Last Updated: Mar 31st, 2014 - 14:20:42


Local Elvis Fan Bring the King's Legacy to Life with Monthly Charity Tribute Shows
By Sarah Steele Wilson
Jul 30, 2012, 18:00

contributed photo Randy Roe stands in front of his Elvis themed van in a suit made by the same suit maker Elvis used.

If you want to get all shook up on Saturday night, you can go to the Mid Cities Civic Association in Chesterfield for tribute to Elvis, performed by local Elvis afficionado Randy Roe.

Roe thinks Elvis remains popular because of the icon’s rags to riches personal story.

“I think he appeals to people so much because he rose from poverty to be the King of Rock and Roll,” Roe said. “I think that’s why he has such a good fan base and following after all these years.”

Roe has met all of Elvis’ body guards and band members, who said that despite his regal nickname, The King was easy to relate to.

“They said he was just a regular kind of guy,” Roe said, noting that in hotels, Elvis used to ignore the big wigs and talk to janitors, saying “The big people don’t need me. It’s the little people who need
me.”

“That’s the way he was,” Roe said. “He was a very giving person.”

The shows at the Civic Association fit in with that part of Elvis’s legacy because a portion of the proceeds go to assist underprivileged families the association identifies.

Roe got into “the Elvis business” 14 years ago when he went to see a band and ended up on stage singing “Little Sister” and “Suspicious Minds.”

“I got such a good crowd reaction and a standing ovation, I’ve been doing it ever since.”

He had Ken Hayden, a retired art teacher, adorn the van Roe uses to transport his equipment for shows with pictures of Elvis and took it on the road for Elvis Week in Memphis, Tenn. That’s where he met Bill Belew, the man who made all of Elvis’s suits and now makes outfits for Roe and a number of regular performers on the Las Vegas circuit.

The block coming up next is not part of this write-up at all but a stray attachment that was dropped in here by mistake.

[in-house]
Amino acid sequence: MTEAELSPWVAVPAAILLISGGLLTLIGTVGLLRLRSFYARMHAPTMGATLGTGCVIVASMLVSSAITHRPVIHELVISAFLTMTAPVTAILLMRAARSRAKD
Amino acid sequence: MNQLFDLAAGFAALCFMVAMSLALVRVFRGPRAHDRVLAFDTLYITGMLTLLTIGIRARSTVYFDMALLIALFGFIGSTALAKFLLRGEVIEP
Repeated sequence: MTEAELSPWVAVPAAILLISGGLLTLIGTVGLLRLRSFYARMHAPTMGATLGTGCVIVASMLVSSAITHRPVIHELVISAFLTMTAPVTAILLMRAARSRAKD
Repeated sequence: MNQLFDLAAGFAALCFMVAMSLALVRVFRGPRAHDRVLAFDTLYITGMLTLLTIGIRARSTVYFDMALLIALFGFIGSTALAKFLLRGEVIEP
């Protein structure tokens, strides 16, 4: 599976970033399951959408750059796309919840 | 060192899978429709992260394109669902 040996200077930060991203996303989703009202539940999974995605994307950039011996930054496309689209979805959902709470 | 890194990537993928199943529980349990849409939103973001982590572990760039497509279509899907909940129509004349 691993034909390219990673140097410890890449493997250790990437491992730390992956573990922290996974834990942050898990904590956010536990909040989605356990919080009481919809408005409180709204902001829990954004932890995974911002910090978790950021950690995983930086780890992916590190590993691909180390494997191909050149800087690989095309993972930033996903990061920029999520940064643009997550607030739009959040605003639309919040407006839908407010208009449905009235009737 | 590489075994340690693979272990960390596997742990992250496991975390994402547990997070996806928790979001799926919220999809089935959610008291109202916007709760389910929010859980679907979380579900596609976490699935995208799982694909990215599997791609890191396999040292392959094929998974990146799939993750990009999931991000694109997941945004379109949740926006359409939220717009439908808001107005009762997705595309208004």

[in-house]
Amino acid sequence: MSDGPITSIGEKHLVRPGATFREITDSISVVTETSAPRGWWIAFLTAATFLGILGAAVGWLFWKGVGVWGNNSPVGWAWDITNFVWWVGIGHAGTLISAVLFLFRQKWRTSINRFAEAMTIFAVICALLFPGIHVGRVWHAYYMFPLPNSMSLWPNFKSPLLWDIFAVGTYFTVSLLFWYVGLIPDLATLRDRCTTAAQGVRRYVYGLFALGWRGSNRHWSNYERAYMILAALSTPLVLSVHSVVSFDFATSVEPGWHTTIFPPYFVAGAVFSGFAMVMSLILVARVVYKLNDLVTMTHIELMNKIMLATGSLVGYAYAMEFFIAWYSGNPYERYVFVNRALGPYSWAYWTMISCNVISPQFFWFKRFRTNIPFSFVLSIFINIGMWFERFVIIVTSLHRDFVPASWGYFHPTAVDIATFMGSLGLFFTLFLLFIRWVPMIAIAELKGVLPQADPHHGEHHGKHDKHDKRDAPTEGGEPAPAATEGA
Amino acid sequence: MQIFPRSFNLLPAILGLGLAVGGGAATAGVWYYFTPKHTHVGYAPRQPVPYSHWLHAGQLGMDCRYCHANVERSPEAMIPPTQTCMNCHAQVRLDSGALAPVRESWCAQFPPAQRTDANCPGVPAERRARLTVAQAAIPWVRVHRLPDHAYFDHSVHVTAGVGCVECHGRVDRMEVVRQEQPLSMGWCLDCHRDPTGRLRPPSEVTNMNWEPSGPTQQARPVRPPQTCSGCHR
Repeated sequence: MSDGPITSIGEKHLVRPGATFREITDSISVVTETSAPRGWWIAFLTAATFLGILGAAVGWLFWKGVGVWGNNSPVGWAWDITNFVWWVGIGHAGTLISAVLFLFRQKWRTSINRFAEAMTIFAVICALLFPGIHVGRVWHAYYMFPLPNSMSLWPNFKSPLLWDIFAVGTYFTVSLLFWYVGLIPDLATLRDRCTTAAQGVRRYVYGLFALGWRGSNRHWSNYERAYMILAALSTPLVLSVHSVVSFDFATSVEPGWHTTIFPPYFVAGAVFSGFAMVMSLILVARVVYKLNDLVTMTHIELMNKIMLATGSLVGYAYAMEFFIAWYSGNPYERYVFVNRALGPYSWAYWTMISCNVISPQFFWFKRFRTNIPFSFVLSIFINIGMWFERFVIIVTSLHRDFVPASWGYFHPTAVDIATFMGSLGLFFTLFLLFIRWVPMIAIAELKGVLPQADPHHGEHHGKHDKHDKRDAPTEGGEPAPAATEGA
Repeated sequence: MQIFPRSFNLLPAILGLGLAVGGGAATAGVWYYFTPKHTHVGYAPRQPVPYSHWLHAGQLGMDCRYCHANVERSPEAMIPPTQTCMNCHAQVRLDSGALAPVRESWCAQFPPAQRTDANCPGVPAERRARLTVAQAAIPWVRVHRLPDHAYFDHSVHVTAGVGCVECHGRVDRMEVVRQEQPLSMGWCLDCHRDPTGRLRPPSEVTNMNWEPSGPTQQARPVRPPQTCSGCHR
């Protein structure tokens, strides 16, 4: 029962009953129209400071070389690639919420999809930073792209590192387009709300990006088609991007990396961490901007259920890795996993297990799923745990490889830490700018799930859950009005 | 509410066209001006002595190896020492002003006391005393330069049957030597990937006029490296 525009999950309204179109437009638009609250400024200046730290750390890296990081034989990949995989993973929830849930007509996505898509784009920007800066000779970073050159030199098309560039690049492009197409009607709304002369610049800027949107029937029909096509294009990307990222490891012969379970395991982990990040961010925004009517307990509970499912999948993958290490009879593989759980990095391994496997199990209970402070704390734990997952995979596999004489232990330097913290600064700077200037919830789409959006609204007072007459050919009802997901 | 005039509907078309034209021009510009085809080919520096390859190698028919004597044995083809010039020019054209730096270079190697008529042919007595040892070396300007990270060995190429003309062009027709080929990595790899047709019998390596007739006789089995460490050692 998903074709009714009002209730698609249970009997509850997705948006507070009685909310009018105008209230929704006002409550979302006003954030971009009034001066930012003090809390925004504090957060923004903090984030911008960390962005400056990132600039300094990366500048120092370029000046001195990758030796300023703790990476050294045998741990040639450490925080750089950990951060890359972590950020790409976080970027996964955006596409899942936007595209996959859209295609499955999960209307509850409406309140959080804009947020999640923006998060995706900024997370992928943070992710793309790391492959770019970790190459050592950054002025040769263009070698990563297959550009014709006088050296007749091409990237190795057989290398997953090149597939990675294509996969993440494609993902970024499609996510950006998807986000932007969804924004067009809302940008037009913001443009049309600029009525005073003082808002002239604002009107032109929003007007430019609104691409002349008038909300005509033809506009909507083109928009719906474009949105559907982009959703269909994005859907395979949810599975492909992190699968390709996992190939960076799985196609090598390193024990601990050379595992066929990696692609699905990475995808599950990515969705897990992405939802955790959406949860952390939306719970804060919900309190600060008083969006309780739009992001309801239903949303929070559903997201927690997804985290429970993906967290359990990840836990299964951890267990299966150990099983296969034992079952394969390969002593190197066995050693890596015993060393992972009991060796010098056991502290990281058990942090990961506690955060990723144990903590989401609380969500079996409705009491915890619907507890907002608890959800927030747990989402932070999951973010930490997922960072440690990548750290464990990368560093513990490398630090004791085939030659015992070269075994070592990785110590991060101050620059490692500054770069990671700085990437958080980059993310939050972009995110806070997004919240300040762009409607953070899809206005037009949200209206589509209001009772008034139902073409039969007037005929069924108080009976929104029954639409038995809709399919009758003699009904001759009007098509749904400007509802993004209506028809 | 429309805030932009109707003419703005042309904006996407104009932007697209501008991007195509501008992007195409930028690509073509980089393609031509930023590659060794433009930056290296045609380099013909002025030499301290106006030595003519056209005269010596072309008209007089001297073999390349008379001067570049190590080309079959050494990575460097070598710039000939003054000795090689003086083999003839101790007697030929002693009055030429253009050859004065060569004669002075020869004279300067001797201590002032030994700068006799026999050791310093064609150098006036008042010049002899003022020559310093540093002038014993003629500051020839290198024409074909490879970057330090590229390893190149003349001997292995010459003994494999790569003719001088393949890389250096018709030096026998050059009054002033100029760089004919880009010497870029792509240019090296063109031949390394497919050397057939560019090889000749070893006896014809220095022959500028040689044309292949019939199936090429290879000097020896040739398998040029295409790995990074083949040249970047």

“I have just about every color,” Roe said.

The bell-bottomed jumpsuits got started because Elvis was a karate fan and had trouble doing his kicks in traditional tuxedos. He asked Belew to make him something looser and an iconic look was born.

Roe has also met other performers who pay tribute at the yearly remembrance in Memphis.

“They come from around the world. They have a black Elvis, a Chinese Elvis, a female Elvis. It’s amazing,” he said.

The act came easily for Roe, who didn’t have to learn any new tunes or lyrics. “I was a huge fan,” Roe said. “I knew all the songs by heart.”

“My Dad took me to the movie ‘Speedway,’ Roe said, remembering the first time he heard Elvis. “[My Dad] used to take me to all of his movies in the 60s. He would bring me those little 45 records from Music City ... Every time Elvis had a new record out, he would bring
me one home. And I would sit there and just play it over and over and over again.”

He wasn’t the only person Elvis’s music affected powerfully, something he’s seen time after time during his performances at senior living
facilities.

In the Alzheimer’s wing of a home in Petersburg, the staff asked him to sing “Love me Tender” to an unresponsive patient who had proposed to his wife with that song.

“When I did, he came back,” Roe said. “The nurses said, ‘We’ve had no reaction from him whatsoever in three years’ ... It’s nothing I did. God does some miracles through people. That must have been what
happened.”

He received a letter from a Circuit Court Judge in Fairfax who saw him perform at an assisted living facility where his father lived.

“I have never seen so much happiness there at any other time,” the judge wrote.

“I saw folks smiling and laughing like I have never seen before,” wrote the staff from a Baptist Home where Roe sang.

Roe said each show is a little different, since Elvis’s music spanned so many genres. He is the only entertainer to earn spots in the Rock, Country, and Gospel Halls of fame.

“I feel that what I do is just a tribute. We can’t replace him. A lot of people say impersonator, but I like the word tribute because that’s all we can do. We can’t replace him,” Roe said.

Although he’s available for parties and many different occasions, Roe’s ambitious goal at the moment is to lure more people to his monthly charity shows at Mid Cities Civic Association at 9010 Quinnford Blvd. in Chesterfield.

Roe can be reached for booking at (804) 439-1923. He also has a Facebook page and performance videos on Youtube.

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